ALMATY (Reuters) - When Uzbek writer Nurulloh Muhammad Raufkhon’s new book came out last year, security forces raided his home and put the author - who was in Turkey at the time - on their blacklist, effectively forcing him to stay there in exile.
Now, after being removed from the list by the new government, the 62-year-old Raufkhon plans to return to his Central Asian homeland - despite harbouring some misgivings.
A safe return of prominent dissidents such as Raufkhon might herald a genuine thaw in Uzbekistan and mark a significant step towards restoring ties with the West and attracting foreign investment after decades of political and economic near-isolation under the late President Islam Karimov.
No prominent dissidents have returned home yet though since Karimov died a year ago and Raufkhon said some of his fellow emigres were still unconvinced it was safe to do so.
Raufkhon’s book, entitled Bu Kunlar (These Days), was a critique of Uzbekistan’s development since it became independent from the Soviet Union in 1991.
By publishing it, he went against a well-established taboo on criticising Karimov, who ran the nation of 32 million with an iron fist from 1989, first as a Communist apparatchik and then as an elected leader.
He died in September last year from a stroke aged 78.
“They all but made me an ‘enemy of the people’, ‘traitor of the motherland’,” Raufkhon, who lives in Istanbul, said in an interview with Reuters conducted by email and telephone.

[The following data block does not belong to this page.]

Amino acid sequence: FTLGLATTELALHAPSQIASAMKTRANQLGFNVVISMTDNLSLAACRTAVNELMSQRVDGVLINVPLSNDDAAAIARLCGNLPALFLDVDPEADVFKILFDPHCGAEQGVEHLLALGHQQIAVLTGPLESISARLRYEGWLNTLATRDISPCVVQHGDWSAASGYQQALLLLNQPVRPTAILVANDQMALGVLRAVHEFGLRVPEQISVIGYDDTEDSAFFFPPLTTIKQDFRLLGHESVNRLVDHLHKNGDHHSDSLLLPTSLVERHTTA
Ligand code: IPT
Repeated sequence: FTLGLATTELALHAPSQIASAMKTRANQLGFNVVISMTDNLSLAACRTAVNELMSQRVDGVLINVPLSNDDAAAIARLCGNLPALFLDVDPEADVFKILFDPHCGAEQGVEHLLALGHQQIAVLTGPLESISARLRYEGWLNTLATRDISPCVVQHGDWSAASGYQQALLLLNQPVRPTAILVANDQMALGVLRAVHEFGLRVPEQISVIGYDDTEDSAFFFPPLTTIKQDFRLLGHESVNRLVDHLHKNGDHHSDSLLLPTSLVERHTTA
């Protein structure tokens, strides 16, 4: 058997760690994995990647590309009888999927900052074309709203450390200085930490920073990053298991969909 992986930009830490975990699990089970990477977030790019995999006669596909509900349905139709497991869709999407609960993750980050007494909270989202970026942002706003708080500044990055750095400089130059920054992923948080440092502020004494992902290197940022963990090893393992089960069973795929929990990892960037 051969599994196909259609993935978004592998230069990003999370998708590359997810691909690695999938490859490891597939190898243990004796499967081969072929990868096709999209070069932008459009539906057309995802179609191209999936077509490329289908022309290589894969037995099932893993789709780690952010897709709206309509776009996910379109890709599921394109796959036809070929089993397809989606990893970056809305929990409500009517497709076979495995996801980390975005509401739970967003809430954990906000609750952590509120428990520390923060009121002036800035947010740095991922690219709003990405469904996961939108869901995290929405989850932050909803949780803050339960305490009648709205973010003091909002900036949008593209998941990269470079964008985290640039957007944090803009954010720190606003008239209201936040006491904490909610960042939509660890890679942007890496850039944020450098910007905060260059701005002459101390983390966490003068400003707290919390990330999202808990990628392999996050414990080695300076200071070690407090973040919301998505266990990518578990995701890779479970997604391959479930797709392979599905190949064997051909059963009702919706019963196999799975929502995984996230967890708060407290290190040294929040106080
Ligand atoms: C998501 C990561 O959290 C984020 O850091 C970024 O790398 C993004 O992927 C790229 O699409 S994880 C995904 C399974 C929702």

Last month, the government of Shavkat Mirziyoyev, a former prime minister who has succeeded Karimov, removed some 16,000 people, including Raufkhon, from its security blacklist.
That prompted him to start thinking about a return home.
But he had second thoughts very soon - and he is still slightly apprehensive of possible action by a Karimov ‘old guard’.
“After they removed me from the blacklist, somebody decided to put up a list of wanted criminals with photos in the district where I am registered,” he said. “My name was among them.”
Local officials quickly corrected the mistake and covered up his photo, he said, but the incident all the same made him uneasy.
“I didn’t understand this. Do we have a parallel state?” he said. “(But) in the end, I dismissed this as a mistake and decided to return. To address mistakes like that you need to be back home.”
Raufkhon said there could be more setbacks.
“Of course, it is impossible to swiftly change a regime based on violence,” he said, adding that a “Karimov-era elite” was strongly resisting reforms.
One of the new government’s moves that has raised eyebrows was the sacking last month of Khurshid Mirzohidov, a reformist chief executive of state television company MTRK.
Mirzohidov, previously minister for information technology development, was appointed to MTRK in February as part of a broad reshuffle which followed Mirziyoyev’s election last December.
A major change brought on by Mirzohidov was a series of Q&A sessions broadcast live on national television in which senior officials had to answer tough questions - such as those about the use of forced labour in cotton harvesting.
After Mirzohidov was sacked, Alisher Khajayev, who had run state television under Karimov, took back the top job.
Though live broadcasts have continued after the reshuffle, Khajayev has yet to show he will maintain the same probing TV programmes as Mirzohidov.
Speaking of fellow emigres, Raufkhon said: “They would have come back in an instant, but what stands in their way is uncertainty about what is going to happen to them upon return.”
He urged the government to amnesty all opposition activists and guarantee their safety upon return.
Raufkhon said he would announce the date of his own return this week.
Reporting by Olzhas Auyezov; Editing by Richard Balmforth